Almost two-thirds of business back Prime Minister David Cameron's proposal of Britain having a renegotiated membership of the European Union, according to a survey by the British Chambers of Commerce.
Cameron has promised an in/out referendum on Britain's membership of the EU if he is re-elected at the next general election, likely to be in 2015. There is a common perception among Britons that the EU is a costly, undemocratic, bloated bureaucracy that has eroded national sovereignty.
BCC research found that 64 percent of businesses support a renegotiated relationship with the EU, with a focus on bringing certain business regulation - such as health and safety and employment law - back under the control of Westminster, not Brussels.
Of the 4,387 businesses surveyed, only 18 percent wanted full withdrawal from the EU.
"These results say a lot about the UK business community's attitudes towards Britain's relationship with the European Union," said John Longworth, director general of the BCC, which represents 104,000 firms employing 5m people.
"Companies believe that renegotiation, rather than further integration or outright withdrawal, is most likely to deliver business and economic benefit to the UK."
The prime minister said he would like the UK to remain a part of the EU, which accounts for around half the country's trade, on fresh terms, but wants to have the question over membership conclusively answered.
Tories think promising a referendum could be the election clincher they need to secure a full majority, something they failed to do in May 2010 which left them in a coalition government with the Liberal Democrats.
Cameron recently toured Germany, France and Spain to drum up support from their leaders for his call for a UK renegotiation of its relationship with Europe as well as for broader reform to make the single market more competitive and cut its costs.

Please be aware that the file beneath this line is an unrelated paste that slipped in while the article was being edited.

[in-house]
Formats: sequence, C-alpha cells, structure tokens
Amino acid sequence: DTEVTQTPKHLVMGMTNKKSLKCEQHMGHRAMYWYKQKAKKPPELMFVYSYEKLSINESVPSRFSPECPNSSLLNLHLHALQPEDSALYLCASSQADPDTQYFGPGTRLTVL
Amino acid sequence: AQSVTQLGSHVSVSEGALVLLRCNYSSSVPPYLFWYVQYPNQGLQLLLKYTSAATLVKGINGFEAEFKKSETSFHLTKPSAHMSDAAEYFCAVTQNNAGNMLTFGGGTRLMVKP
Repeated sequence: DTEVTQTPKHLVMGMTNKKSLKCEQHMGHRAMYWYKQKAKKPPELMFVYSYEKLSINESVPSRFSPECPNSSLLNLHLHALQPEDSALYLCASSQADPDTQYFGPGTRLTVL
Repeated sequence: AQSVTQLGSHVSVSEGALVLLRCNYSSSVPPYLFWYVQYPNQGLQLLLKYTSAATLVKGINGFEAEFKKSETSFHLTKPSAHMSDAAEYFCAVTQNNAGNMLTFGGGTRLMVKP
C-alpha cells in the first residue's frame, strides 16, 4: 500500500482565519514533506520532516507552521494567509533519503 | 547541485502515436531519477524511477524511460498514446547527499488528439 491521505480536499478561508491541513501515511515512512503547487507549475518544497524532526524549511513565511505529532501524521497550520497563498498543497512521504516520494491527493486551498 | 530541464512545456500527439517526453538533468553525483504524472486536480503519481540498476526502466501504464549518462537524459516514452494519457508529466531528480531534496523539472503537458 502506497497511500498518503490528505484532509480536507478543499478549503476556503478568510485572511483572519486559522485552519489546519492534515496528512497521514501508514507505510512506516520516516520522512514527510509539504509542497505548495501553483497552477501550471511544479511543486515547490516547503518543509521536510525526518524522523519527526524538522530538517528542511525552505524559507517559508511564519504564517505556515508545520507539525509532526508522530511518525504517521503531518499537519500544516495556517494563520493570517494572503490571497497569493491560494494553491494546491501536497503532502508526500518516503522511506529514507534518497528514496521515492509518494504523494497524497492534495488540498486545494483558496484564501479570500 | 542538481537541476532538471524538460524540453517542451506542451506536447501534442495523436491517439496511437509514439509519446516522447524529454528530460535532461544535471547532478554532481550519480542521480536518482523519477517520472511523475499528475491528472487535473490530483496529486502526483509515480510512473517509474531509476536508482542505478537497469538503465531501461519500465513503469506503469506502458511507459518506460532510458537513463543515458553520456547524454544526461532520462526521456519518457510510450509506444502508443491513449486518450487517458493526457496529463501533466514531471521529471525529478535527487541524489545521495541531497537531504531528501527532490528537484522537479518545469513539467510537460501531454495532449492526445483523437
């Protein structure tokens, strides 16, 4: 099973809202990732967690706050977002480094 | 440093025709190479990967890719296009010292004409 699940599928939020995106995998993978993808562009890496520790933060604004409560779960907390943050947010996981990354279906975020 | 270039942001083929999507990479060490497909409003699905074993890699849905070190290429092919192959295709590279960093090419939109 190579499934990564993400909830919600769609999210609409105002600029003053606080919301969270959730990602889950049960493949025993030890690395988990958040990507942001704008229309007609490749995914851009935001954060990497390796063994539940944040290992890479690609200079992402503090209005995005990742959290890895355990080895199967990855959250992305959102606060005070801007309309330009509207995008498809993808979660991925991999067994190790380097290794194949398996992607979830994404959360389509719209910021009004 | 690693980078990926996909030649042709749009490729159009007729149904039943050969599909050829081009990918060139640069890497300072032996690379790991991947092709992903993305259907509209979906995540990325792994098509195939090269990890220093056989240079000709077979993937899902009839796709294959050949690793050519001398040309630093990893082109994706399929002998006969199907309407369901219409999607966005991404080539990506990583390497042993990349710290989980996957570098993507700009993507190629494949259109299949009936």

Business is keen to cut red tape from Europe to make running a firm cheaper and more efficient.
However, European leaders have accused Cameron of treating the EU like an "a la carte menu" and that he cannot simply pick and choose which parts he wants the UK to be involved in as he wishes.
"This is not cherry-picking, but to argue as some do that you can't have a flexible Europe is wrong," said Cameron ahead of his mini-EU tour.
"We can have a flexible Europe where we don't all have to do the same things in the same way."
Frances O'Grady, general secretary of the Trades Union Congress, has accused Cameron of a "sinister" attack on workers' rights in his efforts to repatriate employment law from Europe to Britain.
"The UK government is making the most vulnerable pay for a crisis they didn't cause, and is set on a wholesale scrapping of workers' rights," said O'Grady at a January speech in Madrid.
"But there's one set of workers' rights David Cameron can't touch. Those are the rights provided for by social Europe - paid holidays, health and safety, equal treatment for part-time workers and women, protection when a business is sold off, and a voice at work.
"The prime minister wants to 'repatriate' those rights, and not because he thinks he can improve them.
"David Cameron wants to make it easier for bad employers to undercut good ones, drive down wages, and make people who already work some of the longest hours in Europe work even longer. To do that, he needs agreement from the rest of Europe."